Friday, December 18, 2009
The big kahuna
In addition to Miss March, I also saved watching Citizen Kane until my wife was out of town. See, she almost certainly would not want to sit through what's widely considered the best film of all time, even though she owns the DVD. (Pause for laughter.)
Actually, Citizen Kane had always been planned for one of the movies I was going to watch this week. Originally, I planned to watch a double feature on Tuesday, Wednesday and Thursday nights before leaving Friday night for Australia, where I'll spend the last two weeks of the year. The theme: Each double feature would contain one film I'd already seen, and one I hadn't.
But when I got a low-grade stomach flu on Tuesday, I managed only one movie: Ridley Scott's Alien. (Interesting choice of a film to watch when you've got stomach issues.) A true masterpiece that I didn't appreciate enough the first time I saw it. I love the little details that other sci-fi films take for granted, like the fact that landing a spaceship on the surface of a strange planet can itself be a harrowing experience.
A late workday and last-minute shopping killed any possibility of a double feature yesterday, as well, but I decided to stick to my resolve to watch Kane as planned. That's two nights in a row of movies I'd seen previously. Adding to my collection would have to wait. (Actually, it turns out I did "add" to my collection on Tuesday, as I discovered that Alien wasn't on my master list of films I'd seen. Inaccuracies in my list! Gasp! The horror!)
When I was coming of age as a film fan, I watched Citizen Kane at least twice in film classes, and saw it a third time on some other occasion. But it may have been as long as 15 years since my last viewing, so I was overdue.
And Citizen Kane has interested me especially in the past two-and-a-half months, as I've been accruing my Flickchart rankings. I knew it was time to find out the following:
Is Citizen Kane actually my favorite film of all time, or am I just going with the flow?
Few people under the age of 80 have seen Citizen Kane without first knowing it is considered the de facto greatest film of all time. I knew that years before I finally saw it. And that means it's hard to know how you would have reacted to it in a vacuum. Is it really the greatest, or do you just know it's supposed to be greatest?
It's a question I've carried around with me throughout my career as a film fan, and it got re-energized a few weeks ago, when I was listening to a podcast called Flick Fights. This podcast features a handful of film fans participating live in the day-to-day duels that comprise the Flickchart experience, then arguing about their opposing viewpoints. Citizen Kane came up against something clearly inferior, and though they all picked it to win, in the same breath they acknowledged that actually sitting down to watch it seemed like something of a chore.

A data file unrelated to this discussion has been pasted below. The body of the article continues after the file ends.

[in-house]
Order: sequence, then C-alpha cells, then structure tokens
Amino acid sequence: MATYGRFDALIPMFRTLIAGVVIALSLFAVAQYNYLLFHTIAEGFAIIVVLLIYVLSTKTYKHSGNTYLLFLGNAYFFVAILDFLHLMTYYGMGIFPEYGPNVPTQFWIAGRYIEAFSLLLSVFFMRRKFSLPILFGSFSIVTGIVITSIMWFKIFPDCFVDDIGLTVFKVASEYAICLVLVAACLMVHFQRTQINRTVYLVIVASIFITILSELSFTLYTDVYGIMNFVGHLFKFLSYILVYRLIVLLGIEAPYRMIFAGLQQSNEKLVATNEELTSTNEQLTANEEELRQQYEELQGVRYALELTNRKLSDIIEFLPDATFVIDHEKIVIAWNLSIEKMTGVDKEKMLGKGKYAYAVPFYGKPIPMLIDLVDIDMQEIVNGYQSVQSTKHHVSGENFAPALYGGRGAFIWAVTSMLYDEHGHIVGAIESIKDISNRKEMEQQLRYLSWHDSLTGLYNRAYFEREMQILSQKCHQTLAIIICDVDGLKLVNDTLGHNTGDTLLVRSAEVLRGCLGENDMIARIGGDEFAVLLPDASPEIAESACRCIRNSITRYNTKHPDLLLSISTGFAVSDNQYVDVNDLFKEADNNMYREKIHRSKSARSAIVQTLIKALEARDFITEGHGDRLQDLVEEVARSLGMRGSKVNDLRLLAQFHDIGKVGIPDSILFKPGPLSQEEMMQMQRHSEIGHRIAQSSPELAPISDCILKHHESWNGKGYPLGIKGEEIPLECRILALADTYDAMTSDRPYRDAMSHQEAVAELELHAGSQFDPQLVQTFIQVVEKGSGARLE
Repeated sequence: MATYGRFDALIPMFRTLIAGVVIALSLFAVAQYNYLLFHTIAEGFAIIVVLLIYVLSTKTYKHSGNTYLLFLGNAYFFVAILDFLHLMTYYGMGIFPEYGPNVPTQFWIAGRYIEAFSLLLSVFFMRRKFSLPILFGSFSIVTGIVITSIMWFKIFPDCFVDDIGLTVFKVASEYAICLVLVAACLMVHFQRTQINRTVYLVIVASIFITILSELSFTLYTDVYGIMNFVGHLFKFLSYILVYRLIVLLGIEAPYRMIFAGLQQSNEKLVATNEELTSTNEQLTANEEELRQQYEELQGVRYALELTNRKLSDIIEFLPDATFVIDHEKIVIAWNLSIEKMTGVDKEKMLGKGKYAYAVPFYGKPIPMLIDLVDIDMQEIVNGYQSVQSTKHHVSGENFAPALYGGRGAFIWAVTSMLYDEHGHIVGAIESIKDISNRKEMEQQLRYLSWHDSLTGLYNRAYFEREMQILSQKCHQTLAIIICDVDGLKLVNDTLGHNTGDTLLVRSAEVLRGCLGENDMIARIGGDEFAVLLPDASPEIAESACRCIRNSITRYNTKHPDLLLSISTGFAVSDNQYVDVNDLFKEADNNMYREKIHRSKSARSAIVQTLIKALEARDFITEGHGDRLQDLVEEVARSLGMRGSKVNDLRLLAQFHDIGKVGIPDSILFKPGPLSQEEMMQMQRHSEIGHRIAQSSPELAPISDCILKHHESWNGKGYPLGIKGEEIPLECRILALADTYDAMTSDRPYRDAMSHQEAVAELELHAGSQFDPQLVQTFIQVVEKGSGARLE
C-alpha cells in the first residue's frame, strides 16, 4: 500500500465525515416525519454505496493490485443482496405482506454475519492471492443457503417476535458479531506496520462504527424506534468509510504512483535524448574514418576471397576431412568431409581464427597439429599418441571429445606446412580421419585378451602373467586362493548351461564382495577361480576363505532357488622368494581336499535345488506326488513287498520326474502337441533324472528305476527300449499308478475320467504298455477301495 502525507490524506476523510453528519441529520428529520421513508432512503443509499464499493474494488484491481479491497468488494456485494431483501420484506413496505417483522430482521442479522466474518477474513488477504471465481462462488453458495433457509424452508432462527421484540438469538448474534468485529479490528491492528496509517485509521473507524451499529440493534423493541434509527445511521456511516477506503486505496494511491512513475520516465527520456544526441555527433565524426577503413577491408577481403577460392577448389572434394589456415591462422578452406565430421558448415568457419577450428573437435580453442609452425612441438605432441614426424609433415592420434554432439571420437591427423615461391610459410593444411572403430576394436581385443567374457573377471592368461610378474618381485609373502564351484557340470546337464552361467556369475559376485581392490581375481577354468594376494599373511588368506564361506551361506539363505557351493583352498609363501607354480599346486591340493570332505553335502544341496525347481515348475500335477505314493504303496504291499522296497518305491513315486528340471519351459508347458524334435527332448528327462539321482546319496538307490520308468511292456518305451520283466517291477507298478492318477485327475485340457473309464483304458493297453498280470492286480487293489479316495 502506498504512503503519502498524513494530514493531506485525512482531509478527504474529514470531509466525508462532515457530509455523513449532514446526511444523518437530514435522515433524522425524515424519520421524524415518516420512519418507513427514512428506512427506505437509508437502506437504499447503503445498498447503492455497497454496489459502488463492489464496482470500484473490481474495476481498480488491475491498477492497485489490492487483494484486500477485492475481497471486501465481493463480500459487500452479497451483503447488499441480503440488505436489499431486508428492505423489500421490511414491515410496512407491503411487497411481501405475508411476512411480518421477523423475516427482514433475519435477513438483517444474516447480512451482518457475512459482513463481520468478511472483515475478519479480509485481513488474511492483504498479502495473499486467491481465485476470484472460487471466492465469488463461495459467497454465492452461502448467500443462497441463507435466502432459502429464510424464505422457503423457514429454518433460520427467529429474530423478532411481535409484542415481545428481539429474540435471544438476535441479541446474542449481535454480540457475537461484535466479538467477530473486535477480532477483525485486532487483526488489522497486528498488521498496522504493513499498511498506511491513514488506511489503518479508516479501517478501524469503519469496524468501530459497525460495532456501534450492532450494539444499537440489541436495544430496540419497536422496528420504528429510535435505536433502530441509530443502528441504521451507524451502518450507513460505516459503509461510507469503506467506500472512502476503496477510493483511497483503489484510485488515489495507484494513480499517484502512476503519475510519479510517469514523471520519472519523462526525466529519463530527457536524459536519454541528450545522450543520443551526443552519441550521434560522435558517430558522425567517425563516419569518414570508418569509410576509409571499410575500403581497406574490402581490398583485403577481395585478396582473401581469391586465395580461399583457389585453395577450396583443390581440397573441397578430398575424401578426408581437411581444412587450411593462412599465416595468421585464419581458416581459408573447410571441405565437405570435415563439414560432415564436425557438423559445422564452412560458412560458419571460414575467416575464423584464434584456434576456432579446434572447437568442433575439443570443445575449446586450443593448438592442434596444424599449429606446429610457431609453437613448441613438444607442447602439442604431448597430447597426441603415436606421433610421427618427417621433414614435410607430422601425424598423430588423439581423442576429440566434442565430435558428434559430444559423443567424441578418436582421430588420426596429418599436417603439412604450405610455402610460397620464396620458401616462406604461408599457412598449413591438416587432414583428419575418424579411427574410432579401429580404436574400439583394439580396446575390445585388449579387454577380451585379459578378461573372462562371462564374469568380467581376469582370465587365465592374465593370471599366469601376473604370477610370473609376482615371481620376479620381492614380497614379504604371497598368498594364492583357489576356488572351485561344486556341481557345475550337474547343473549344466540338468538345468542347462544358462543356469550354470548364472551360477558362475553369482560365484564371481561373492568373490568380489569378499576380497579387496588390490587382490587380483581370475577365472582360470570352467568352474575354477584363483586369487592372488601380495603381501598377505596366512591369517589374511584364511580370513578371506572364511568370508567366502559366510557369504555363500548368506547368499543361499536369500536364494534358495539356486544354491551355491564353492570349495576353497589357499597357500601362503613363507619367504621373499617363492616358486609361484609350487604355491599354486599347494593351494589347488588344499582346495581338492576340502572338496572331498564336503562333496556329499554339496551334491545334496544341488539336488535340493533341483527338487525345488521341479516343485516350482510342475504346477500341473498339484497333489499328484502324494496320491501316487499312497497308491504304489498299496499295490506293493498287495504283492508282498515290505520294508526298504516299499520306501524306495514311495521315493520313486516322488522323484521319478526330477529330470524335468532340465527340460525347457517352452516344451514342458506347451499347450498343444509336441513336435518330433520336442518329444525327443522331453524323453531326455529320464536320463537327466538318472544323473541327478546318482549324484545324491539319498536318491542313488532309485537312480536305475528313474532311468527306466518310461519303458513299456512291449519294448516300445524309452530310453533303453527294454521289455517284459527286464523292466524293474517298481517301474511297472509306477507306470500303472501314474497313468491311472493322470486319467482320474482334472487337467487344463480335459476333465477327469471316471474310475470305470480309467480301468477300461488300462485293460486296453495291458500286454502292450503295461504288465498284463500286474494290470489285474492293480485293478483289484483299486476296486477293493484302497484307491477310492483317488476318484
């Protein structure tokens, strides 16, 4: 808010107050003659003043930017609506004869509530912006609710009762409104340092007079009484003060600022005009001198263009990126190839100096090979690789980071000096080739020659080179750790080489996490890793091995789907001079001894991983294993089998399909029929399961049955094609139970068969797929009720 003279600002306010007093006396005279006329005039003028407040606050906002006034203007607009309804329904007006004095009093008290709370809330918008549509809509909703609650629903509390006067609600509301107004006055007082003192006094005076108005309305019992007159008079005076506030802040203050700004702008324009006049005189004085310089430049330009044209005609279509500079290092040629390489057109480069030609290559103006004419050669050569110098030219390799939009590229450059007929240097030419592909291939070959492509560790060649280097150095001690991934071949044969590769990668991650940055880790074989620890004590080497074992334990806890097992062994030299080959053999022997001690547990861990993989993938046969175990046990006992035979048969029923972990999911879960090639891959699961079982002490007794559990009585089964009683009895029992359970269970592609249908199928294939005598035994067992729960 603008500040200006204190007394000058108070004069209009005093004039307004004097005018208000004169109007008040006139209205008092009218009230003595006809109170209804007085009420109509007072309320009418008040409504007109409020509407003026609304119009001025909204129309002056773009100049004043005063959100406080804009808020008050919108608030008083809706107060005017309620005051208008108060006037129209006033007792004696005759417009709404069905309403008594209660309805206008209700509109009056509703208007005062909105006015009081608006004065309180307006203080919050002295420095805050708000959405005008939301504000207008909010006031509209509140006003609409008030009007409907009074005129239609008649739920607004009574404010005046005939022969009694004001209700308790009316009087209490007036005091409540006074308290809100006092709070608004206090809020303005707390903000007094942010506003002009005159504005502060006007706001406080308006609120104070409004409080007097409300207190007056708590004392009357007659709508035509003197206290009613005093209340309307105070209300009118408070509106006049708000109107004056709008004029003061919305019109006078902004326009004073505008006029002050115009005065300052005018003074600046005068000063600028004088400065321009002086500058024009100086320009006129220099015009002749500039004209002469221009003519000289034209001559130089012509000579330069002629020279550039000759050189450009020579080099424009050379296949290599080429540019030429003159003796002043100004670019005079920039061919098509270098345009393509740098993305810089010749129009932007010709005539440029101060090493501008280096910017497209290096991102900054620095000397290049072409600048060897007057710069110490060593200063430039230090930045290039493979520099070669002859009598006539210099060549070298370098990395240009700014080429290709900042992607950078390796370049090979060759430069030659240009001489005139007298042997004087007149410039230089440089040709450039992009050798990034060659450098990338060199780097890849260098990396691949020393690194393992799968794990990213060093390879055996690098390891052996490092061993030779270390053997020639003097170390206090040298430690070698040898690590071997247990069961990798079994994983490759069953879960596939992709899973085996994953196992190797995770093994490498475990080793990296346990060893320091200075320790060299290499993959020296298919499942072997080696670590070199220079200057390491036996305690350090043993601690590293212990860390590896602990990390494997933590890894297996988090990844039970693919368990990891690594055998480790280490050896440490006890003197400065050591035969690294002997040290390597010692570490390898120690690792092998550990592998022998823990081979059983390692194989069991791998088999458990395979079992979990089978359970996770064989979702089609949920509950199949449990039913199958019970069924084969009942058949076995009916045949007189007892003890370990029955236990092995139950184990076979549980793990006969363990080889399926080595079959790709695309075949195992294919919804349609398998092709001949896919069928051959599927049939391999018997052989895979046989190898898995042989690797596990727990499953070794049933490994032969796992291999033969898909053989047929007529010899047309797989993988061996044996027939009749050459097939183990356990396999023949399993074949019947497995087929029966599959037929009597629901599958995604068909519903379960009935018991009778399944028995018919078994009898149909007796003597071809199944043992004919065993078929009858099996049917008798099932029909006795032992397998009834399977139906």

I nodded imperceptibly. Could it be that this was my own feeling about it, yet the pressure of so much critical love has caused me to artificially inflate it in my own rankings?
I worried what would happen when Citizen Kane came up against some of the titans on my own list: Toy Story, Pulp Fiction and Donnie Darko, which are currently ranked #1 through #3. Any of those titles could be vulnerable. Though I love those three films, the fact that they're ranked the way they are is still only a function of the duels they've randomly participated in. At any old time, Citizen Kane (currently ranked #18) could come in and shake things up.
But should it? Or is it really "something of a chore?" That's what was to be determined last night.
Well, I'm glad to say that Citizen Kane is as good as I remembered it to be. Some of the techniques Orson Welles uses would still strike you as inventive if you saw them being used today, and this was 68 years ago. At the time he used them, they were completely unprecedented.
What's more, it's not a chore -- it's actually fun. In my mind I'd developed the idea that the movie was probably pushing two hours and 30 minutes, but no -- a mere 119 minutes, or just under two. Even those two hours went faster than I thought they would, full of humor and playfulness. The film moves along at a great clip, with great interweaving of time periods. What an interesting structure for a film -- the ten-minute newsreel at the start basically gives you the whole story of Charles Foster Kane, then Welles spends the rest of the time filling in the details of those broad brushstrokes. You watch it not to find out what happens, but how it happens. Oh, and to learn who or what Rosebud was. I won't spoil that for you here, ha ha.
But I don't need to spend too much time giving you my own analysis of Citizen Kane. Everything I could say has been published ad nauseum in other, more reputable locations.
What I do want to say is that if Citizen Kane ends up being my best film of all time, I'd be okay with it. I'll let Flickchart decide.
I guess it comes down to a distinction between the words "favorite" and "best." And who knows if there's an objective standard for what "favorite" means. The movie I've probably seen the most is National Lampoon's Animal House. But does that mean it's my favorite? Nope. It just means that in my freshman year of college, we watched it every week for three months in a row.
Is Citizen Kane the film I want to watch the most number of times? No. Is it the film I want to curl up with when I'm sick? No. Is it the one film I want to have on a desert island with me? Probably not.
But is it the best?
Yeah, I think it just may be.